These movies wouldn't exist if the heroes were smart

Many great stories begin with a hero wanting to right a wrong… but plenty of other heroes are thrust into adventure because they royally donked something up and need to fix their epic mistake. If heroes were a little smarter, we'd have a lot fewer stories to tell. Here are ten movies that wouldn't exist if heroes were a little brainier.

The Wizard Of Oz (1939)

A young girl gets smacked in the head during a tornado and finds herself in Oz, but, spoiler alert, the whole thing was a dream. Dorothy had every tornado warning that 1939 could offer, which mostly involved looking at the sky and seeing that a tornado was coming. Instead, she gets concussed and the audience is lied to for a hour.

The Lord Of The Rings (2001-2003)

"Why didn't they just fly the One Ring to Mordor on their giant eagles?" is a question about which Middle Earth devotees will argue fiercely. Giving the Ring to an unassuming Hobbit was an interesting stealth strategy, and maybe the dark forces could control lightning and shoot down the giant birds… but there had to be a shortcut in there somewhere that didn't involve short legs.

Pee-Wee's Big Adventure (1985)

Pee-Wee's journey across America begins when his beloved bicycle is stolen and a psychic tells him that it's in the basement of the Alamo, which is a lie that could be disproved by making a quick phone call to the Alamo, a popular tourist destination which surely has an information line. Or maybe filing a police report against arch-man-child Francis Buxton instead of going all vigilante.

Avengers: Age Of Ultron (2015)

When Tony Stark discovers an AI program that sounds like James Spader inside Loki's staff, he decides to use it to power his anti-bad-guy robots instead of just maybe not touching it. Stark's arrogance sets off a chain of events that nearly destroys the world, divides the Avengers, and creates new talking action figures that say stuff like, "I'm living vibranium!" So, while The Avengers lose, we kinda win.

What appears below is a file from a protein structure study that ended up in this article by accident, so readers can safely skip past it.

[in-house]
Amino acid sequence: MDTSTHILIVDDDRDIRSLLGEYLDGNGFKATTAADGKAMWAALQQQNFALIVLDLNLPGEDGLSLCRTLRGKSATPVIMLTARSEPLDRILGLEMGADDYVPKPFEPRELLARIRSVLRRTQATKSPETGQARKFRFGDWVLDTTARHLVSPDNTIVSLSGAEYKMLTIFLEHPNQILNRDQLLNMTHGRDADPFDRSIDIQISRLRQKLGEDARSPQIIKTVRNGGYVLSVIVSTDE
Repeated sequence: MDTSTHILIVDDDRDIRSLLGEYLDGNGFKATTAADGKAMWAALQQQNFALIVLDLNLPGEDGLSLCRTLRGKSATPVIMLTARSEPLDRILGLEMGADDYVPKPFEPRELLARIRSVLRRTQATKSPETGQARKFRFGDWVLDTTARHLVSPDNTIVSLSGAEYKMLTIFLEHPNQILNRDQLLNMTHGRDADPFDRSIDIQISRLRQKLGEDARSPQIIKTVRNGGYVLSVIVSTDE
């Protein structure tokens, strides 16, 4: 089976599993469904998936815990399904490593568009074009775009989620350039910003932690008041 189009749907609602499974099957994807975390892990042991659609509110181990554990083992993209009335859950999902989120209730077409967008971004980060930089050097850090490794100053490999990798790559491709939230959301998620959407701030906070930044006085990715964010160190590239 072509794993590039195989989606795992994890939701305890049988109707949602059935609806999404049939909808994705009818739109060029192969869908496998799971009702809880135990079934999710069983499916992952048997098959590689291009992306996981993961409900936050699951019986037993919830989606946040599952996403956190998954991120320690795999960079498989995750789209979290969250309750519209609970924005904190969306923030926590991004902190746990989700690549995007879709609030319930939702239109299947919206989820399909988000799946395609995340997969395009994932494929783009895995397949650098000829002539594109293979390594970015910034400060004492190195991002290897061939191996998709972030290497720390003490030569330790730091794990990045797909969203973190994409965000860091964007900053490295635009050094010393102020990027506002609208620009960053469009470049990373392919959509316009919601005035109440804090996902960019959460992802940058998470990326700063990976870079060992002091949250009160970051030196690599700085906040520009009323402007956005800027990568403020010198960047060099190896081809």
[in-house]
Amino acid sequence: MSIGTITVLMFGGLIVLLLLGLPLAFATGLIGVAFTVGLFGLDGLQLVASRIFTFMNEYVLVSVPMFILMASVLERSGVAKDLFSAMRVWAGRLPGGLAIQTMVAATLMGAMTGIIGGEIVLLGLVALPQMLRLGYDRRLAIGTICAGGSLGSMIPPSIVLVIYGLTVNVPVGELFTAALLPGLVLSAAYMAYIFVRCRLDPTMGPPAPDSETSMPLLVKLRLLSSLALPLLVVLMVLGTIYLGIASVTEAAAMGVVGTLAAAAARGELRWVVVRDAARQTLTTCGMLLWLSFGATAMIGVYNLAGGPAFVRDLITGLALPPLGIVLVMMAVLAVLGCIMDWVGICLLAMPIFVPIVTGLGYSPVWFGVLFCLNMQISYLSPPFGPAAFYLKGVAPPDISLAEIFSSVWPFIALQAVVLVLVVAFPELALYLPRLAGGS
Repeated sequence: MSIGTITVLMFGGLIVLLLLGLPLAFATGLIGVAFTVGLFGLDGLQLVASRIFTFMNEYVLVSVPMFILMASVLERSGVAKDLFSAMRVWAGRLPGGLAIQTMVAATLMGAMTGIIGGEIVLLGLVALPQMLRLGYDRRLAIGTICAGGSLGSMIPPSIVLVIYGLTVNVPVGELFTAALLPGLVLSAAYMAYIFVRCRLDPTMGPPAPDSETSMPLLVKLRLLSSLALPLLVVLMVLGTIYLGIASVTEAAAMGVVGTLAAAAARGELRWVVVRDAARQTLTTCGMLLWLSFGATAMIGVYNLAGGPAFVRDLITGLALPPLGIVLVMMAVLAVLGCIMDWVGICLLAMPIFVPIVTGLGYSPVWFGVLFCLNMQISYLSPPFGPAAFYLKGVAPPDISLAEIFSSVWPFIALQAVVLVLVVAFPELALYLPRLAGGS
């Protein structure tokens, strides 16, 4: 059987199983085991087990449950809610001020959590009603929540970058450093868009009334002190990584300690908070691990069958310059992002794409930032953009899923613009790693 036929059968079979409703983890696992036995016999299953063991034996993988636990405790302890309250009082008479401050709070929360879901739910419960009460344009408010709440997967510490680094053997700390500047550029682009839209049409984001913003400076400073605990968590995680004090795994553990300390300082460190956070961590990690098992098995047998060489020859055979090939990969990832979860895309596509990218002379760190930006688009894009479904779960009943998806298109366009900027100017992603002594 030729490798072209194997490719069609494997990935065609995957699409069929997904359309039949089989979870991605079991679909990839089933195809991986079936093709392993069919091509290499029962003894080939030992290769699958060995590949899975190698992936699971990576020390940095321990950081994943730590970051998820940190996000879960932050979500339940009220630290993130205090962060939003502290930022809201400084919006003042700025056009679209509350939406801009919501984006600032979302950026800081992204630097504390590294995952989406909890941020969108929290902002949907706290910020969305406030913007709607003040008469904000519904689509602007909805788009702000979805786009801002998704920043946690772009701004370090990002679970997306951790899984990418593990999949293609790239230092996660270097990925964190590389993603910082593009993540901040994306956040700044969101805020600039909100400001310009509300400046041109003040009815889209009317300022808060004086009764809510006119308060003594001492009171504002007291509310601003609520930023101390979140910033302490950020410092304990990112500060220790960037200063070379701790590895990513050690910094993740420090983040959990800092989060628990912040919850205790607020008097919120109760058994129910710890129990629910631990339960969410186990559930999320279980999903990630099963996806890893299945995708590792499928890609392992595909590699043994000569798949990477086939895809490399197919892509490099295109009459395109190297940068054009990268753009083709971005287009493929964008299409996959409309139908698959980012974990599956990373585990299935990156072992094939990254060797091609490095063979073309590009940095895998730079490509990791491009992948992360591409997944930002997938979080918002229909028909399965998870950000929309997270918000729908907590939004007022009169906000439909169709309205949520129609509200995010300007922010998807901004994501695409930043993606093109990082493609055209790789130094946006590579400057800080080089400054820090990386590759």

Jurassic World (2015)

There are plot holes in Jurassic World that you could fit a dinosaur through… and that's exactly what happens. Convinced that the Indominus rex has escaped its pen because it's no longer giving off a heat signature, our dinosaur expert heroes stride into the pen, not thinking that this mystery mutant dinosaur is maybe just modulating its own body temperature. And that's when all dino-hell breaks dino-loose.

E.T. (1982)

E.T. is left behind when his spaceship takes off without him, like that kid at Six Flags who never made it back to the bus because he needed one more paper plate full of fried dough. Somehow, every other alien makes it back to the ship okay, and E.T. forgets that he can levitate over to the ship instead of having his stump-legs being tripped up by logs and stuff.

The Matrix (1999)

Neo is given a choice to take the blue pill and return to his normal, imaginary life, or take the red pill and learn the truth. Neo takes the red pill, choosing to fight a bunch of robots and ruin everyone's comparatively peaceful existence in fantasyland, instead of allowing everyone to maintain a divine, machine-assisted mental unity with all of mankind. Don't we get a vote?

Spider-Man (2002)

Spider-Man's origin is a series of mistakes. Peter Parker is too busy ogling Mary Jane to notice a giant, bitey, genetically modified spider crawling on him. While a quick swat could have completely avoided the film, Parker also decides to be petty and let a criminal escape who then goes on to kill his uncle, setting his heroism into action just a little too late.

The Nightmare Before Christmas (1993)

Even though he successfully rules over an entire world of monsters, Jack Skellington engineers a kidnapping and a hostile takeover of another world because he's feeling a little bored. Of course, he knows nothing about what he's doing, ruins Christmas for millions of kids, and generally becomes hated by everyone but his adoring sycophants. But Santa saves the day by remembering he's magic.

Gremlins (1984)

This is why you don't buy pets as gifts, and why you don't buy pets with three weird rules at all, and then give that pet to your dumb kid. Kids can't even turn off the TV when they leave a room, so how can one be expected to not leave a glass of water right next to a pet that will basically pop out a litter if it gets wet? For an inventor, Billy's dad sure is dumb.